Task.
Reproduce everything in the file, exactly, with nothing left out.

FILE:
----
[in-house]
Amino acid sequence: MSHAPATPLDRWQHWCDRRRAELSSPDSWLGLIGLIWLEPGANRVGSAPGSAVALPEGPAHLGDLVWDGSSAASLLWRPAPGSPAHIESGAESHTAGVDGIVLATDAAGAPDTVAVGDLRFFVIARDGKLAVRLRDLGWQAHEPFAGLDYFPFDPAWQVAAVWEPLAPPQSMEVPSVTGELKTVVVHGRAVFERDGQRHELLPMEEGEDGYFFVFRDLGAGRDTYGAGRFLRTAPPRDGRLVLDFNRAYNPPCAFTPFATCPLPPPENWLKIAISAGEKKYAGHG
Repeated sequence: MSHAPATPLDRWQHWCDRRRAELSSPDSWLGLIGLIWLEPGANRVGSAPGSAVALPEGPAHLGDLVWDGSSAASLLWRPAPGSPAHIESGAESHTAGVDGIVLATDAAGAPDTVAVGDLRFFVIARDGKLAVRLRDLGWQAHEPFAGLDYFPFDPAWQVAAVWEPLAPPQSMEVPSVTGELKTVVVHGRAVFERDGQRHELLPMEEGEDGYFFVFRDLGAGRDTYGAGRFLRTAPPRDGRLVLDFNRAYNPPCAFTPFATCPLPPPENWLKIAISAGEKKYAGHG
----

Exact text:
[in-house]
Amino acid sequence: MSHAPATPLDRWQHWCDRRRAELSSPDSWLGLIGLIWLEPGANRVGSAPGSAVALPEGPAHLGDLVWDGSSAASLLWRPAPGSPAHIESGAESHTAGVDGIVLATDAAGAPDTVAVGDLRFFVIARDGKLAVRLRDLGWQAHEPFAGLDYFPFDPAWQVAAVWEPLAPPQSMEVPSVTGELKTVVVHGRAVFERDGQRHELLPMEEGEDGYFFVFRDLGAGRDTYGAGRFLRTAPPRDGRLVLDFNRAYNPPCAFTPFATCPLPPPENWLKIAISAGEKKYAGHG
Repeated sequence: MSHAPATPLDRWQHWCDRRRAELSSPDSWLGLIGLIWLEPGANRVGSAPGSAVALPEGPAHLGDLVWDGSSAASLLWRPAPGSPAHIESGAESHTAGVDGIVLATDAAGAPDTVAVGDLRFFVIARDGKLAVRLRDLGWQAHEPFAGLDYFPFDPAWQVAAVWEPLAPPQSMEVPSVTGELKTVVVHGRAVFERDGQRHELLPMEEGEDGYFFVFRDLGAGRDTYGAGRFLRTAPPRDGRLVLDFNRAYNPPCAFTPFATCPLPPPENWLKIAISAGEKKYAGHG